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Jul 1, 2022

Reunification of UDP “A Good Thing” – Dean Barrow

The United Democratic Party remains in shambles since losing the general elections in November 2020.  Despite the meteoric rise of Shyne Barrow within the ranks of the political organization to become its new leader, internal strife has threatened to upend all efforts to reunite the deeply fractured party.  The latest attempt by the Leader of the Opposition to bring together factions of the U.D.P. to present a unified front in the National Assembly includes a change in seating arrangement that will see former Opposition Leader Patrick Faber moving up a notch.  Party Leader Barrow has also offered him a portfolio in his shadow cabinet in an area that Faber has proven himself most effective, education.  While Faber has accepted that position on a conditional basis, it is being viewed by members of the party as a step in the right direction.  Likewise, Barrow has extended an olive branch to Albert Area Representative Tracy Panton.  But how long will the pact last and what effect will it have on the momentum of the broken party going forward? That’s what we asked former Party Leader Dean Barrow whose son is also his successor. Here’s how he responded to the unification of the party that he once led.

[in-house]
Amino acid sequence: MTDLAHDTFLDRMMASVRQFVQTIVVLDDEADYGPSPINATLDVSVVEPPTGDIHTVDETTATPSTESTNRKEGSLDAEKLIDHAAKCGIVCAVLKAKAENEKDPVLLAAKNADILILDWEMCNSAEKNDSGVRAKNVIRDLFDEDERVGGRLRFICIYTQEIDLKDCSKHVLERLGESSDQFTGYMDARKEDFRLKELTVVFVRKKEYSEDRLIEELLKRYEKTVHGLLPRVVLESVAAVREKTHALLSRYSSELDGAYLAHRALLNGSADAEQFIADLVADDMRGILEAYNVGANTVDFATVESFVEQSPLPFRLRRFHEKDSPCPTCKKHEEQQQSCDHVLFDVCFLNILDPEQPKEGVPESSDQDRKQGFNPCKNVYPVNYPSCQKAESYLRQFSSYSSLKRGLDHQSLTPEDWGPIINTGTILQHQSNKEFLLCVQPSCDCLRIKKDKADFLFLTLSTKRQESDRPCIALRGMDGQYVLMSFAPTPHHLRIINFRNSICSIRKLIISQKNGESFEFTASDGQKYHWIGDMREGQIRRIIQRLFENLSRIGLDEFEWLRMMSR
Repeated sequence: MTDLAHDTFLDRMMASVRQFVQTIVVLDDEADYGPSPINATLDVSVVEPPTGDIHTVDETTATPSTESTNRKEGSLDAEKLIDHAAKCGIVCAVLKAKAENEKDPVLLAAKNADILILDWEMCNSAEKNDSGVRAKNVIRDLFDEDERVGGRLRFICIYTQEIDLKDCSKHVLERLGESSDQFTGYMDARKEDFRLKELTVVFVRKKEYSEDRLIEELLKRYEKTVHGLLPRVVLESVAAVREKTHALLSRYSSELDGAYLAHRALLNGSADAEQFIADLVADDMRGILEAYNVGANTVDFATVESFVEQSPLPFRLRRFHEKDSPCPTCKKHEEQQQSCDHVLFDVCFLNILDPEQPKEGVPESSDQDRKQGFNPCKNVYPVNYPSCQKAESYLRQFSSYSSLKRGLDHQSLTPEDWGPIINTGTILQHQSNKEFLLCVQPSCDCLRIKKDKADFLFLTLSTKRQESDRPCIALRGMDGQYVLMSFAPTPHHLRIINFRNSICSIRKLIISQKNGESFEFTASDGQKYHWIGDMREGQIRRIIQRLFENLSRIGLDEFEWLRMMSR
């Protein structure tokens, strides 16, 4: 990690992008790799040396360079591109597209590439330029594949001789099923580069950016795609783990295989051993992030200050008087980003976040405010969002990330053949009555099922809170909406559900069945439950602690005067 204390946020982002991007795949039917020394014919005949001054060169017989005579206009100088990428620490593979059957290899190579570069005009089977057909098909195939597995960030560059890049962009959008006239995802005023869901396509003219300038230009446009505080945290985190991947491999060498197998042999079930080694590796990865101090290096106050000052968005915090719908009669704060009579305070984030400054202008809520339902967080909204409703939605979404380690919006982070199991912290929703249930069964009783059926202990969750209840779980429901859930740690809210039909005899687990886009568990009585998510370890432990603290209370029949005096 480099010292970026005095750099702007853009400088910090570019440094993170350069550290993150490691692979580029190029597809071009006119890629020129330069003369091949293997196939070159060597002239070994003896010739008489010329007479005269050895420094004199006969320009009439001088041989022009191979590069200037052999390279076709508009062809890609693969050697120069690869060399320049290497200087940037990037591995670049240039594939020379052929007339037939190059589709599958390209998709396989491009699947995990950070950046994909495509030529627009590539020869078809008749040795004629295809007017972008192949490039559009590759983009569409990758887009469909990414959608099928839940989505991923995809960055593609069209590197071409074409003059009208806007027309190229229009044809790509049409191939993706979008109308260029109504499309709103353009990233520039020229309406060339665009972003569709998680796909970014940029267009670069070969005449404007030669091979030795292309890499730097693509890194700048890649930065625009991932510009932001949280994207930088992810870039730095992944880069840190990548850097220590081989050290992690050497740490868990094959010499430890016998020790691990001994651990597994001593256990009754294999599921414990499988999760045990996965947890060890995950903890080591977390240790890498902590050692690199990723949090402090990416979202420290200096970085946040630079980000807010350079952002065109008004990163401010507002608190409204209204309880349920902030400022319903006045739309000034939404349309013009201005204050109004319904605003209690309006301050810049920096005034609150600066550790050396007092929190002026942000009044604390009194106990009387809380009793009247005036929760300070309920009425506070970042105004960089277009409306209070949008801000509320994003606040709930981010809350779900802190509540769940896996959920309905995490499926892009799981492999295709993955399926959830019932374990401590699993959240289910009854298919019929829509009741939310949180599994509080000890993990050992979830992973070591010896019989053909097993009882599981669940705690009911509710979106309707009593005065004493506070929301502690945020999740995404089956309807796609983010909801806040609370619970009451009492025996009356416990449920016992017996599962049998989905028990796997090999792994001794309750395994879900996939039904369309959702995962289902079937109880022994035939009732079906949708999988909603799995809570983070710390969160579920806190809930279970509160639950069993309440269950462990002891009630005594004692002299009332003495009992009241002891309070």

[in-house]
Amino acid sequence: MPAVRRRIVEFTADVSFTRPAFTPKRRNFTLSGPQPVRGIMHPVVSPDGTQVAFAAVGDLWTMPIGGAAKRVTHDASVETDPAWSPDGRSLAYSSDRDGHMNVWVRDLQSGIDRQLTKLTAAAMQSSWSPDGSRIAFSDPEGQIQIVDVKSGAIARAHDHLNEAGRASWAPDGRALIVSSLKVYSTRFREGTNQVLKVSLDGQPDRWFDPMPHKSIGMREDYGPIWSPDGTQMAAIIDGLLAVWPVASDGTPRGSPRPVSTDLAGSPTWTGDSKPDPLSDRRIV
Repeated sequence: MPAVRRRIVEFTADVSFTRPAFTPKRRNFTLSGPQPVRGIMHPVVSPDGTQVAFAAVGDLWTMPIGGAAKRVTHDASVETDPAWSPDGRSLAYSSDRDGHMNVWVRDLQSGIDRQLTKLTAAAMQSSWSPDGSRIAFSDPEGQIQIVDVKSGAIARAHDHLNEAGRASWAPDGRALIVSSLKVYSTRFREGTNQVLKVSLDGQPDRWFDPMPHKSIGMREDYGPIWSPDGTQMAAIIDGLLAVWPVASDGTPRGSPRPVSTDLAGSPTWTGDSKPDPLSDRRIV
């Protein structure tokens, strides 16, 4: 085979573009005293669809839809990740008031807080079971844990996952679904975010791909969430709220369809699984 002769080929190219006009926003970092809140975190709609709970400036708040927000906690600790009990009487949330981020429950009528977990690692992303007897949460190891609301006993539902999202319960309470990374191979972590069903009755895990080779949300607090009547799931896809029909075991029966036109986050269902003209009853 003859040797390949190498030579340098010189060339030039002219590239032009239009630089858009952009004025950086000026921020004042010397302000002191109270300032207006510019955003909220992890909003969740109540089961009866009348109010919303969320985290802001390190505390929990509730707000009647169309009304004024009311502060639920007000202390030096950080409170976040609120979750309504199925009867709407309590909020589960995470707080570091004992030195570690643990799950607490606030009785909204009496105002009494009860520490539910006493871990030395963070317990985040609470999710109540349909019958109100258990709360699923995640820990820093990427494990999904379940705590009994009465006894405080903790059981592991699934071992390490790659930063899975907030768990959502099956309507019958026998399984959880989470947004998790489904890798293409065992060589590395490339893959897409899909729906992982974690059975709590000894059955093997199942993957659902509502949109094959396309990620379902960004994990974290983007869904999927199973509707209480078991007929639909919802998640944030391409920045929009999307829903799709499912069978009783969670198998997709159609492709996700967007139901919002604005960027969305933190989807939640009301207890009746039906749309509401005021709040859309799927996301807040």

Dean Barrow

Dean Barrow, Former Party Leader, U.D.P.

“That is a good thing. That would be the best possible thing that could happen at this juncture.  Look, I repeat, those that are part of this internal warfare in the United Democratic Party, as long as they continue as combatants, they are doing a disservice to themselves, to the party, but most of all to the country. We need at this juncture, forget the question of who will win at the next general elections, dealing with the here and now, our democracy requires a strong opposition and it is clear that in the current state of disunity the UDP cannot be a strong, effective opposition.  So the sooner the party gets its act together and in fact maintains and presents a united front, the better it will be for all concerned.  And we all know that the unity that is required is not necessarily monolithic. In fact, such a thing is an impossibility in any mass party, in any political party. You will continue to have jockeying for power, you will continue to have people with ambitions.  Whoever is leader will never be completely secure because there will be always those who are hard on his heels that would wish to in fact either displace him or to challenge him at the next convention. We’re not saying that you snap your fingers and all of a sudden all the tension, all the vitriol, all the… I am sorry, I have to call a spade a spade, all the hate that seems to have been prevailing in the UDP, it will not go away just like that.  But they’ve got to make the effort and even if it’s a kind of patchwork, a kind of quilt, a kind of stitch and glue operation to put the party in a position where it can regain credibility then that is what must happen.”

Viewers please note: This Internet newscast is a verbatim transcript of our evening television newscast. Where speakers use Kriol, we attempt to faithfully reproduce the quotes using a standard spelling system.

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